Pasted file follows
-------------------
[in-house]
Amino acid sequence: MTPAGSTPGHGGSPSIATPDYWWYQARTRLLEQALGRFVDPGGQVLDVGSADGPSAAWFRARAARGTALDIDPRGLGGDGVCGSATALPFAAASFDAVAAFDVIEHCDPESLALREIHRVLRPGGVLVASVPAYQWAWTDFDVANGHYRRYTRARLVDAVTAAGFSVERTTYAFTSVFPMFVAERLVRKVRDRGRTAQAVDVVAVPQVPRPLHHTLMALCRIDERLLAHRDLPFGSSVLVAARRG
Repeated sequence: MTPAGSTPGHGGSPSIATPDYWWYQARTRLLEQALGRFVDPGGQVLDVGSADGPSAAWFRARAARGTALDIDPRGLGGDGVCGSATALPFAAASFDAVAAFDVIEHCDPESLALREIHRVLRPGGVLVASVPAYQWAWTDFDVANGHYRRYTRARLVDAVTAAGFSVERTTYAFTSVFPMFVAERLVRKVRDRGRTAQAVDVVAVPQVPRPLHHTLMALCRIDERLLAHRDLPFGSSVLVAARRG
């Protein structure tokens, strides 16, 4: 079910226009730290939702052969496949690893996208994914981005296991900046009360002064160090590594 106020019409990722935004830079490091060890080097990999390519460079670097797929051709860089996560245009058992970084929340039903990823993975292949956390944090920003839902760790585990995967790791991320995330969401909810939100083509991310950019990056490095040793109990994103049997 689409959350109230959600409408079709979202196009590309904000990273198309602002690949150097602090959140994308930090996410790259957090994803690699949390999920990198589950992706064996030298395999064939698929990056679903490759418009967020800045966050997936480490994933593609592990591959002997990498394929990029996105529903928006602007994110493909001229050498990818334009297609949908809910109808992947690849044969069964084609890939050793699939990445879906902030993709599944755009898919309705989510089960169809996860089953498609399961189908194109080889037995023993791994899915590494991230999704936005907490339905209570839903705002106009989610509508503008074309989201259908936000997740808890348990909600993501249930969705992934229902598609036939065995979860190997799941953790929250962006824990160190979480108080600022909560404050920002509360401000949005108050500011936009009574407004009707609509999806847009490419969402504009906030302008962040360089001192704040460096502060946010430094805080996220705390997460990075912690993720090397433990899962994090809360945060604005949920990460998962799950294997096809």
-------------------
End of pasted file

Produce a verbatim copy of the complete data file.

[in-house]
Amino acid sequence: MTPAGSTPGHGGSPSIATPDYWWYQARTRLLEQALGRFVDPGGQVLDVGSADGPSAAWFRARAARGTALDIDPRGLGGDGVCGSATALPFAAASFDAVAAFDVIEHCDPESLALREIHRVLRPGGVLVASVPAYQWAWTDFDVANGHYRRYTRARLVDAVTAAGFSVERTTYAFTSVFPMFVAERLVRKVRDRGRTAQAVDVVAVPQVPRPLHHTLMALCRIDERLLAHRDLPFGSSVLVAARRG
Repeated sequence: MTPAGSTPGHGGSPSIATPDYWWYQARTRLLEQALGRFVDPGGQVLDVGSADGPSAAWFRARAARGTALDIDPRGLGGDGVCGSATALPFAAASFDAVAAFDVIEHCDPESLALREIHRVLRPGGVLVASVPAYQWAWTDFDVANGHYRRYTRARLVDAVTAAGFSVERTTYAFTSVFPMFVAERLVRKVRDRGRTAQAVDVVAVPQVPRPLHHTLMALCRIDERLLAHRDLPFGSSVLVAARRG
């Protein structure tokens, strides 16, 4: 079910226009730290939702052969496949690893996208994914981005296991900046009360002064160090590594 106020019409990722935004830079490091060890080097990999390519460079670097797929051709860089996560245009058992970084929340039903990823993975292949956390944090920003839902760790585990995967790791991320995330969401909810939100083509991310950019990056490095040793109990994103049997 689409959350109230959600409408079709979202196009590309904000990273198309602002690949150097602090959140994308930090996410790259957090994803690699949390999920990198589950992706064996030298395999064939698929990056679903490759418009967020800045966050997936480490994933593609592990591959002997990498394929990029996105529903928006602007994110493909001229050498990818334009297609949908809910109808992947690849044969069964084609890939050793699939990445879906902030993709599944755009898919309705989510089960169809996860089953498609399961189908194109080889037995023993791994899915590494991230999704936005907490339905209570839903705002106009989610509508503008074309989201259908936000997740808890348990909600993501249930969705992934229902598609036939065995979860190997799941953790929250962006824990160190979480108080600022909560404050920002509360401000949005108050500011936009009574407004009707609509999806847009490419969402504009906030302008962040360089001192704040460096502060946010430094805080996220705390997460990075912690993720090397433990899962994090809360945060604005949920990460998962799950294997096809």